What are they?
Mycobacteria are a diverse group of rod-shaped bacteria that include more than 70 different species. Except for Mycobacterium tuberculosis (which causes the disease tuberculosis (TB)), and Mycobacterium leprae (which causes leprosy), most mycobacteria live in the soil and water in both rural and urban settings throughout the world. They can be found in aerosols, rivers and swamps, in treated water, public swimming pools, hot spas, humidifiers, aquariums, garden soils, food, and many other places. Because they are protected by their waxy lipid-rich cell wall, mycobacteria are resistant to disinfectants and water treatment measures.
There is not a standard naming convention for this group of microorganisms. They may be referred to as nontuberculous mycobacteria (NTM), mycobacteria other than tuberculosis (MOTT), atypical mycobacteria, and/or environmental mycobacteria. The term MOTT is still often used but is an older designation. “Nontuberculous mycobacteria” has come into use more recently so, for the purpose of this article, this group will be referred to as NTM.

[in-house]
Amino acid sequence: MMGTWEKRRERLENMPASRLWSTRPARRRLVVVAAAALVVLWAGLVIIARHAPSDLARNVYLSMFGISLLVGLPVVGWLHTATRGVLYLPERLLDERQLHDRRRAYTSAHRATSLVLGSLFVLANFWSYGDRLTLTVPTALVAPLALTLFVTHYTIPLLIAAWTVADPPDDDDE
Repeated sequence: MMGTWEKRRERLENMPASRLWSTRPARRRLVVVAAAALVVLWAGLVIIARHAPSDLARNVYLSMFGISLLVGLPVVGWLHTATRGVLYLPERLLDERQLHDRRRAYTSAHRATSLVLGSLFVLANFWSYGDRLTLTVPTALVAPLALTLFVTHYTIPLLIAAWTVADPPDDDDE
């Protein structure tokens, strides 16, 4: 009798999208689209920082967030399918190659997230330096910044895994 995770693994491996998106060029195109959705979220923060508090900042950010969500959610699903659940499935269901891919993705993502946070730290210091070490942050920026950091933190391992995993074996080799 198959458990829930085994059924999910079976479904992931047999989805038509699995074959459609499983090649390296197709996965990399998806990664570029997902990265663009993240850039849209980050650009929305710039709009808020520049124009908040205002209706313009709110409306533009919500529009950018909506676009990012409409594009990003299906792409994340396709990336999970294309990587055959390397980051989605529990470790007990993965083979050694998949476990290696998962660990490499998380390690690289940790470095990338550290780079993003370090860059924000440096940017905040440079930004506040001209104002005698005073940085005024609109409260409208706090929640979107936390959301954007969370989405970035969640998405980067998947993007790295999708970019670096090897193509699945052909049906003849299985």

Almost half of the NTM species identified are associated with opportunistic infections in animals and humans, and several have caused sporadic outbreaks. NTM are acquired through environmental exposure to water, aerosols, soil, and dust – through inhalation, ingestion, and through breaks in the skin due to injuries, surgical procedures, or IV catheters.
Anyone can become infected, but people with suppressed immune systems (such as AIDS patients and transplant recipients), people with pre-existing lung damage (such as from smoking and previous tuberculosis) and those with lung diseases (such as emphysema or cystic fibrosis) are most likely to be affected. NTM infections can be challenging and time-consuming to treat since the organisms may be resistant to commonly prescribed antibiotics.